Writing Wherever You Are
In early summer of 2019, eight Beloit College students and eight bicycles were enrolled in a Summer Block course titled “Writing on Two Wheels,” led by Professor of English Chuck Lewis. The cyclists were among a handful of students remaining on or near Beloit’s summertime campus. With Lewis, they spent their class time exploring the city of Beloit and the surrounding landscape, sometimes biking 20 miles in a day.
When they weren’t riding, they journaled to explore the connection between the use of their bodies and their minds.
Creative writing major Isabella Valdez’20, who has fond memories of that course, checked her email this spring and noticed the opportunity to take another Lewis-led Summer Block, this time taught remotely and appropriately titled “Writing Wherever You Are.” When she saw that the class was offered for free, Valdez said recently, “I was like, ‘hell yeah.’”
Beloit’s Weissberg Program in Human Rights and Social Justice and the new Career Channels program covered the cost of the course for all students who enrolled.
The “Writing Wherever You Are” Block finished its seven-week run in July. It was taught in two virtual sections of 10 students each: one by Chuck Lewis, and one by Michael Dango, an assistant professor of English.
Dango’s section focused on writing about social justice, while Lewis’s assignments were completely open-ended—although current events found their way into his students’ writing.
Some students thought, “‘Oh my god, it’s Covid 24/7,’” Lewis says, and chose to use their writing to escape from the news, while others embraced the opportunity to process their reactions to world events through their assignments. He said that regardless of content, some students immediately asked if they could write creative pieces, while others’ responses to his prompts felt more like journal entries, and still others submitted photography and other visual art.
Creative writing and education major Finn Brandt’22 was one of the students Lewis allowed to submit visual responses to some of his writing prompts. One week, Brandt turned in a series of black-and-white photographs of his mother’s childhood doll going through the daily motions of his own socially distanced life at home. He’d been thinking about pop culture’s love for stories about haunted dolls, and realized that in quarantine, the notion of a “consciousness trapped in a form that’s unable to move” had begun “really resonating” with him.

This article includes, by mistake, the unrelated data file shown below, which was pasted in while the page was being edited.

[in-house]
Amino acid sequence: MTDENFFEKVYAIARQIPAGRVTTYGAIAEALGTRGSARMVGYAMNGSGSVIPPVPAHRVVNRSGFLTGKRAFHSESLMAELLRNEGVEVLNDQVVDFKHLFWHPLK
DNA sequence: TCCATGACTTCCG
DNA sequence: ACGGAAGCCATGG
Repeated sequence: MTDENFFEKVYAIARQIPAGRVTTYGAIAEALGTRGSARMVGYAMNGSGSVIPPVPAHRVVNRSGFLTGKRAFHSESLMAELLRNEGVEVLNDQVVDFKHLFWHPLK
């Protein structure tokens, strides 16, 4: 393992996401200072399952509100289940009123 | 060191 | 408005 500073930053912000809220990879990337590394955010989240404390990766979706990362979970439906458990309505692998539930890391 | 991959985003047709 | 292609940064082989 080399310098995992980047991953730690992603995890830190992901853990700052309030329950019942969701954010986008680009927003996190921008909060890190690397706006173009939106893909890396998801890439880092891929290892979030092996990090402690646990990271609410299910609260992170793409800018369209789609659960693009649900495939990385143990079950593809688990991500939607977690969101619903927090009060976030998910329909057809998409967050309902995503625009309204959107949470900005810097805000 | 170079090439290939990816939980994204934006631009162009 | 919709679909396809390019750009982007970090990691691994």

One of Brandt’s favorite prompts asked students to detail a recent moment from their own lives, leaving out references to world events and to examine how those situations outside the scene still influenced those within it. Similarly, Dango asked students to pick a day in their lives from the past few months and describe it, then research what happened that day in national and local news as well as in arts and culture. He wanted them to understand how their individual experiences aligned with the world’s recent events.
Transitioning from discussing Covid-19 to the Black Lives Matter protests that began in May was not difficult, Dango says. “The pandemic was always, in a way, about race,” he says, noting how essential worker status, access to healthcare, and physical environment have influenced which communities are most heavily impacted by the virus. “It was already really difficult to think of the pandemic apart from structures of racialization.”
Dango thinks that part of the course’s popularity lies in how “writing becomes an opportunity to slow down the world a little bit” and take stock of it.
The classes were also an opportunity to test out an asynchronous teaching approach in case Beloit had to continue distance learning due to Covid-19—and, pandemic or no pandemic, to challenge the academic convention that learning is best done at a predetermined time and in a packed classroom, says Lewis. He also notes that students were taking the class for credit rather than a letter grade, which encouraged them to focus on creating art that felt true to their experiences, rather than something they thought would get a good grade.